cancers affecting lymphatic system. Most common hematologic cancer in the USA. Two main types: Hodgkin's and Non-Hodgkins.
Least common of two lymphoma types. Solid tumor usually in lymph nodes of upper body. Reed-Sternberg cells. ClinMan: painless large nodes above waist, weight loss, fever, night sweats, pruritis/itch, coughing, difficulty breathing, chest pain, recurrent infections, splenomegaly. stage 1- lymph node involvement above the waist in one area, 2- more than one node, 3- mult nodes above waist, and some nodes below waist, 4- rampant. Recurrent- the disease returns after treatment. Diag: presence of Reed-Sternberg cells in node biopsy, CBC, chest x-ray, CT scan, MRI, PET scan, marrow biopsy. Treatment: chemo, radiation, surgery
More common but has poor prognosis and many diff types. Similar ClinMan, staging, and treatment as Hodgkin's, but diff in spread and diagnosis. Can originate in the T or B cells and don't have Reed-Sternberg cells. Metastasis happens fast and the patient becomes sicker with more than just lymphoma.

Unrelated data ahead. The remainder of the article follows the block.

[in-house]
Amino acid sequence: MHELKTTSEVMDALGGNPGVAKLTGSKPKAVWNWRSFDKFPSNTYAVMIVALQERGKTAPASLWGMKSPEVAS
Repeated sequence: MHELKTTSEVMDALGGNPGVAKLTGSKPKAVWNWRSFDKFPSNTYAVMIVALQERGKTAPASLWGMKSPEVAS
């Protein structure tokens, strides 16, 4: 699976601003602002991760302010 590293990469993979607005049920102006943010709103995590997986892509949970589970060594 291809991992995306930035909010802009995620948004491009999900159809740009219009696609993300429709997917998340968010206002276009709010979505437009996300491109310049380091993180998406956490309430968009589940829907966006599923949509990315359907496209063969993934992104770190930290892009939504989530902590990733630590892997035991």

cancer of the leukocytes where the cells abnormally proliferate and crowd normal blood cells. ClinMan: leukopenia, anemia, thrombocytopenia (low platelets), lymphadenopathy (joints hurt), joint swelling, bone pain, weight loss, anorexia, hepatomegaly, splenomegaly, and central nervous system dysfunction. Diag: peripheral blood smears, CBC, and bone marrow biopsy. Treatment: chemotherapy and bone marrow transplant
Acute Lymphoblastic Leukemia / ALL
affects children primarily, responds better to chemotherapy than chronic leukemias and has good prognosis
Acute Myeloid Leukemia / AML
affects adults primarily, responds better to chemotherapy than chronic leukemias, but prognosis is somewhat worse than ALL.
Chronic Lymphoid Leukemia / CLL
affects adults primarily, responds poorly to therapy yet most patients life many years after diag.
Chronic Myeloid Leukemia / CML
affects adults primarily and responds poorly to chemo, but bone marrow transplant improves prognosis.
plasma cell cancer with excessive numbers of abnormal plasma cells in bone marrow that crowd the blood-forming cells and cause Bence Jones proteins to be excreted in urine. Bone destruction leads to hypercalcemia and pathologic fractures. ClinMan: insidious onset, anemia, thrombocytopenia, leukopenia, decreased bone density, bone pain, hypercalcemia, renal impairment. Diag: Blood and urine proteins, calcium level, renal function tests, CBC, biopsy, x-rays, CT and MRI scans. Treatment: chemo and complication mngmt. Not curable.